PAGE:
Paula St. John, Yvonne Owusumensah, et al., & Bryan Sirota, Plaintiffs-Appellants,
Cach, LLC; Cavalry Portfolio Services, LLC; & Unifund CCR Partners, Inc., Defendants-Appellees.
March 31, 2016
from the United States District Court for the Northern
District of Illinois, Eastern Division. Nos. 14-cv-00733;
14-cv-03640; 14-cv-04903; 14-cv-04442; 14-cv-04402;
14-cv-03408 - Amy J. St. Eve & Charles P. Kocoras,
Kanne and Manion, Circuit Judges, and Pepper, [*] District Judge.
MANION, Circuit Judge.
1692e(5) of the Fair Debt Collection Practices Act
("FDCPA" or "the Act") prohibits debt
collectors from threatening to take an action that they do
not intend to take in the course of collecting a debt. 15
U.S.C. § 1692e(5). The question before us is whether
this provision makes it unlawful for a debt collector to file
a collection lawsuit without intending to proceed to trial.
We conclude it does not.
defendants in this case are debt collectors who previously
filed suit in Illinois state court to recover on the
plaintiffs' delinquent credit card accounts. The debt
collectors later moved to voluntarily dismiss the actions
without prejudice, and the actions were dismissed prior to
trial. The plaintiffs then sued the debt collectors in
federal court for allegedly engaging in various deceptive
practices under the FDCPA during the state court litigation.
Of relevance to this appeal, the plaintiffs claimed that the
debt collectors violated § 1692e(5) of the Act by
initiating the state court proceedings with no intention of
going to trial. In the end, each of the plaintiffs'
federal actions was dismissed under Rule 12(b)(6) or Rule
12(c) for failure to state a plausible claim to relief.
Although the plaintiffs brought numerous claims in district
court, the only substantive issue they raise in this
consolidated appeal is whether they stated a plausible claim
under § 1692e(5) by alleging that the debt collectors
filed suit without intending to proceed to trial.
review the dismissal of a complaint under Rule 12(b)(6) or
Rule 12(c) de novo, accepting the well-pleaded allegations in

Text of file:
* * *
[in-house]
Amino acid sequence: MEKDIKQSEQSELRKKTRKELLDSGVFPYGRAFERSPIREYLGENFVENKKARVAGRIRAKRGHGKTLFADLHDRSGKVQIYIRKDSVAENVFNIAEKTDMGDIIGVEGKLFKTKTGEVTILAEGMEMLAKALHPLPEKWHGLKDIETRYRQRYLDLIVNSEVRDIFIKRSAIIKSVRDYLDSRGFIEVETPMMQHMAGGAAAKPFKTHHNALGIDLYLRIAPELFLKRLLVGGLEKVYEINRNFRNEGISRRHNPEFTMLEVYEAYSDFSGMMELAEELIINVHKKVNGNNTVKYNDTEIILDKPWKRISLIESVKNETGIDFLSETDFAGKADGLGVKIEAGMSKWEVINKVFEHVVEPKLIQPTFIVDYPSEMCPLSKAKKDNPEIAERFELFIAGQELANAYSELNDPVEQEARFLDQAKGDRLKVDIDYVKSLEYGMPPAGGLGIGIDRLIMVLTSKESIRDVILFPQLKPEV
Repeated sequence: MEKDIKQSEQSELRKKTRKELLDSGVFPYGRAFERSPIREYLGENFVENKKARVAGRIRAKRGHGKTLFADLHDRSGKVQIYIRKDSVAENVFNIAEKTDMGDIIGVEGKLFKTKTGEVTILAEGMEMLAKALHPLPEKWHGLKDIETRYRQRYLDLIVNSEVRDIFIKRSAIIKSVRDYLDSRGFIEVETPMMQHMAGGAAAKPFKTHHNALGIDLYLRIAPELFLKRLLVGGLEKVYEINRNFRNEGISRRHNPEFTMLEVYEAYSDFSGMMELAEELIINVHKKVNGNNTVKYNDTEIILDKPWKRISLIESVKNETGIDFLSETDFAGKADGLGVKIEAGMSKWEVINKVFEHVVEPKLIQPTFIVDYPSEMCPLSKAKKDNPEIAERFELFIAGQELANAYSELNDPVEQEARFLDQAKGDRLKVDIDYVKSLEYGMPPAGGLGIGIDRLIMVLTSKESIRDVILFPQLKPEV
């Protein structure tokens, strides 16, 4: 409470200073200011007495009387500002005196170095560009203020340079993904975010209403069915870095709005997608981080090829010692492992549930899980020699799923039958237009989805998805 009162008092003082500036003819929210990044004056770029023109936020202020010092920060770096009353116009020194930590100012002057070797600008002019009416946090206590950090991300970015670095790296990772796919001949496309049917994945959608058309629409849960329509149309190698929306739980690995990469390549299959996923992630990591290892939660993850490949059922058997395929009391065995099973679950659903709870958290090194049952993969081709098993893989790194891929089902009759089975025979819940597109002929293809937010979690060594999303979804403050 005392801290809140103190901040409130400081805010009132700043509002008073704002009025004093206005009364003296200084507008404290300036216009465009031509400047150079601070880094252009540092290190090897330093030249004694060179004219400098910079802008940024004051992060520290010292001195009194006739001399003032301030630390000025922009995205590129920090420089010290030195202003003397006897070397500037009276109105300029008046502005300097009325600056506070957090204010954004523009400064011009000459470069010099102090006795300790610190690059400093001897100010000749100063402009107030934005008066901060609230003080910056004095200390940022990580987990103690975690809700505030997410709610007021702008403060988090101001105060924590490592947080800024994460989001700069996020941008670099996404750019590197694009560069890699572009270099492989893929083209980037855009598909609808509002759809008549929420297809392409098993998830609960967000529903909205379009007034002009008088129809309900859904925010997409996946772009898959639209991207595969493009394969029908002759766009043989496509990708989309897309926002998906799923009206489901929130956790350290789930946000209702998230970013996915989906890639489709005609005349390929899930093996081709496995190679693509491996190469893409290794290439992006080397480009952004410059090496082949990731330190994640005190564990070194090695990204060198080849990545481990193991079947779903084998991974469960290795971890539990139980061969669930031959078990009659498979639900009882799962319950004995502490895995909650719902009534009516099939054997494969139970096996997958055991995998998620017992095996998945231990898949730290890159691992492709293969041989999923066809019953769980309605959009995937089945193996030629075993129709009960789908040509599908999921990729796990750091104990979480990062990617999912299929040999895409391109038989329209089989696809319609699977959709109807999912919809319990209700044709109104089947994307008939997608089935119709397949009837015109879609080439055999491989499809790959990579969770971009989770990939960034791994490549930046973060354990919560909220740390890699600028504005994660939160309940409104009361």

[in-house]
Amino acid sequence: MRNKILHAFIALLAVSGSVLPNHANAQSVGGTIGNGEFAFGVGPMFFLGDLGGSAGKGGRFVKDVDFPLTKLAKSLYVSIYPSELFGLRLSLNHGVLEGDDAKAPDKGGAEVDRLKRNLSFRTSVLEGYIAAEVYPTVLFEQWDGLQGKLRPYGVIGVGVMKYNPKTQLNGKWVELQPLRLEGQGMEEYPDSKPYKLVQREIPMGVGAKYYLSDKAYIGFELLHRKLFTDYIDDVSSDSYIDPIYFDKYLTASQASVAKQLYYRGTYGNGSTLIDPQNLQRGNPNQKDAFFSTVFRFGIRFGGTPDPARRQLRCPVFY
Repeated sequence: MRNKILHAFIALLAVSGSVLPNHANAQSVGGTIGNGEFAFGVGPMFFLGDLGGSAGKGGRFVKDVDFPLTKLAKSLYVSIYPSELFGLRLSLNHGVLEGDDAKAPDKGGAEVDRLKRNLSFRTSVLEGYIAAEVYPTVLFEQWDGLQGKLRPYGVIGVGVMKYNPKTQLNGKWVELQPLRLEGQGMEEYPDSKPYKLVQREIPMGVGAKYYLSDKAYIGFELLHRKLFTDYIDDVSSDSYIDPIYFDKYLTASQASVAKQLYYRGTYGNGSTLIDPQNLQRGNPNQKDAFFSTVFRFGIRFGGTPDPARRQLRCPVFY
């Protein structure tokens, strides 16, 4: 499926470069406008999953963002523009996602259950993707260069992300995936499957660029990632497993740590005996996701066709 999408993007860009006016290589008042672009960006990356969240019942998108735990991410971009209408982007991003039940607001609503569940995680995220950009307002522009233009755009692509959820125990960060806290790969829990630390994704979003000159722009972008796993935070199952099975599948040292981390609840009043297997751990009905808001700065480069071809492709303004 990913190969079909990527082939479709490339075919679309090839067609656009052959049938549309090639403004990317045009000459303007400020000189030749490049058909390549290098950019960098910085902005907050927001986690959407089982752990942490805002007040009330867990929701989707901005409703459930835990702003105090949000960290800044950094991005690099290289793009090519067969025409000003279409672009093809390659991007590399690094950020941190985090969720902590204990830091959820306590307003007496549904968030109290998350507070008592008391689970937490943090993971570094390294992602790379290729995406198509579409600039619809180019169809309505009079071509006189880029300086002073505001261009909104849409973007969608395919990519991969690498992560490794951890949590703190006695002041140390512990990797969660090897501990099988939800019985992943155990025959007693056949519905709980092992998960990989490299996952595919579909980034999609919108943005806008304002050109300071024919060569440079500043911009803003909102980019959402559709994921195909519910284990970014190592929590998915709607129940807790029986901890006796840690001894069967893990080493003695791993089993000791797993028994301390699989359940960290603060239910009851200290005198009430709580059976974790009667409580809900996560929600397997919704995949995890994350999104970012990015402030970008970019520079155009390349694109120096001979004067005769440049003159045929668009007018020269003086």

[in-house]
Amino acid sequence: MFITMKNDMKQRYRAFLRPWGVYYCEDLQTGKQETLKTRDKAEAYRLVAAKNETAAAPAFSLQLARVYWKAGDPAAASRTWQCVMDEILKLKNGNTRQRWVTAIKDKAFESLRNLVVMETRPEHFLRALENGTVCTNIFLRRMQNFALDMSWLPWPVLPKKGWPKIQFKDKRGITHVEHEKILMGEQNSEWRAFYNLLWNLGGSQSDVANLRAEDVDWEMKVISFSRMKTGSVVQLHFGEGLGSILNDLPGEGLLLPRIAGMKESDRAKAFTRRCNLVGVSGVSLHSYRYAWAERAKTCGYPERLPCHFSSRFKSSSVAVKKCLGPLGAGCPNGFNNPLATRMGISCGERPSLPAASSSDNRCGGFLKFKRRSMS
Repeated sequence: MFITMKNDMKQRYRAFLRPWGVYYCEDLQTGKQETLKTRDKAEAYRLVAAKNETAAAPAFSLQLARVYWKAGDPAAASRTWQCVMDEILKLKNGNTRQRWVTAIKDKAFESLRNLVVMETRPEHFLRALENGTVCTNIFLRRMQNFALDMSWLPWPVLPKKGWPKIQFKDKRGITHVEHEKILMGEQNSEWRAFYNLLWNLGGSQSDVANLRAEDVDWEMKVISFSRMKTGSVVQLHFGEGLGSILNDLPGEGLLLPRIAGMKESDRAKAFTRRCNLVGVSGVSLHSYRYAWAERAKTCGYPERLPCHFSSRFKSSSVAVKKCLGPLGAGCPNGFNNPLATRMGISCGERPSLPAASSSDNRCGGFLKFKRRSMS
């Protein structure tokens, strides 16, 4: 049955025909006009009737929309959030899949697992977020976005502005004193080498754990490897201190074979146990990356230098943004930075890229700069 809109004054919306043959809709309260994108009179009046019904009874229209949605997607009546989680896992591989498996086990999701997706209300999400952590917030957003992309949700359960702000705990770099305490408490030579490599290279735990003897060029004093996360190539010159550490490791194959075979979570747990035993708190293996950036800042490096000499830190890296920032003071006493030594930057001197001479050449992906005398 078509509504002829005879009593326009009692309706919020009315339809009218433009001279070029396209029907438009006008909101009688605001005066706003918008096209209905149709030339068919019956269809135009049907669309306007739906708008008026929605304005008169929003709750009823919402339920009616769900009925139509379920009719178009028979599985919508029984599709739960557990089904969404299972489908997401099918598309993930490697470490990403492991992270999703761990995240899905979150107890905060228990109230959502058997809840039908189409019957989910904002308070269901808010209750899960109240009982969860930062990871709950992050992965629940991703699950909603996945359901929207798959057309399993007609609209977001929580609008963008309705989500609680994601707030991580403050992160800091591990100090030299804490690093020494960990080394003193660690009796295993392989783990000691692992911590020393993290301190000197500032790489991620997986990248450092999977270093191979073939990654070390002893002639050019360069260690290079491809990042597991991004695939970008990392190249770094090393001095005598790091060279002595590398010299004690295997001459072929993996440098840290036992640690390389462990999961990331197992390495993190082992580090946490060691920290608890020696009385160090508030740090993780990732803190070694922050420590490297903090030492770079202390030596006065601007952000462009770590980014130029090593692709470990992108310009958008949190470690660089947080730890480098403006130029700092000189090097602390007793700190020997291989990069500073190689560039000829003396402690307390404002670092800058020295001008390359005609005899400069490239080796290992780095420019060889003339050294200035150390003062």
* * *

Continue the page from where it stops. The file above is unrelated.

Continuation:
the complaint as true and drawing all reasonable inferences
in favor of the plaintiffs. Ball v. City of
Indianapolis, 760 F.3d 636, 642–43 (7th Cir.
2014); Appert v. Morgan Stanley Dean Witter, Inc.,
673 F.3d 609, 622 (7th Cir. 2012). Rule 12(b)(6) and Rule
12(c) "employ the same standard: the complaint must
state a claim that is plausible on its face." Vinson
v. Vermilion Cty., Ill., 776 F.3d 924, 928 (7th Cir.
2015). "A claim has facial plausibility when the
plaintiff pleads factual content that allows the court to
draw the reasonable inference that the defendant is liable
for the misconduct alleged." Ashcroft v.
Iq-bal, 556 U.S. 662, 678 (2009).
issue here is whether the plaintiffs stated a plausible claim
under § 1692e(5) of the FDCPA. The FDCPA broadly
prohibits debt collectors from using "any false,
deceptive, or misleading representation or means in
connection with the collection of any debt." 15 U.S.C.
§ 1692e. Under § 1692e(5), this general prohibition
specifically includes making a "threat to take any
action that cannot legally be taken or that is not intended
to be taken." 15 U.S.C. § 1692e(5). We evaluate
claims under § 1692e by considering whether the debt
collector's communication "would deceive or mislead
an unsophisticated, but reasonable, consumer." Ruth
v. Triumph P'ships, 577 F.3d 790, 800 (7th Cir.
2009) (internal marks omitted); see also Lox v. CDA,
Ltd., 689 F.3d 818, 822 (7th Cir. 2012).
plaintiffs' principal argument on appeal is both novel
and straightforward. They begin by asserting that the act of
filing a lawsuit includes an implied representation, or
"threat, " that the case will go to trial. They
therefore propose that a debt collector that files a
collection lawsuit without intending to go to trial has
ipso facto violated § 1692e(5), for it has
"threatened" to take an
action––proceeding to trial––that it
does not intend to take. The plaintiffs further submit that
the relevant time at which to gauge the debt collector's
intent is the time it files its complaint, since that is the
time the apparent intention to proceed to trial is supposedly
on these suppositions, the plaintiffs allege that the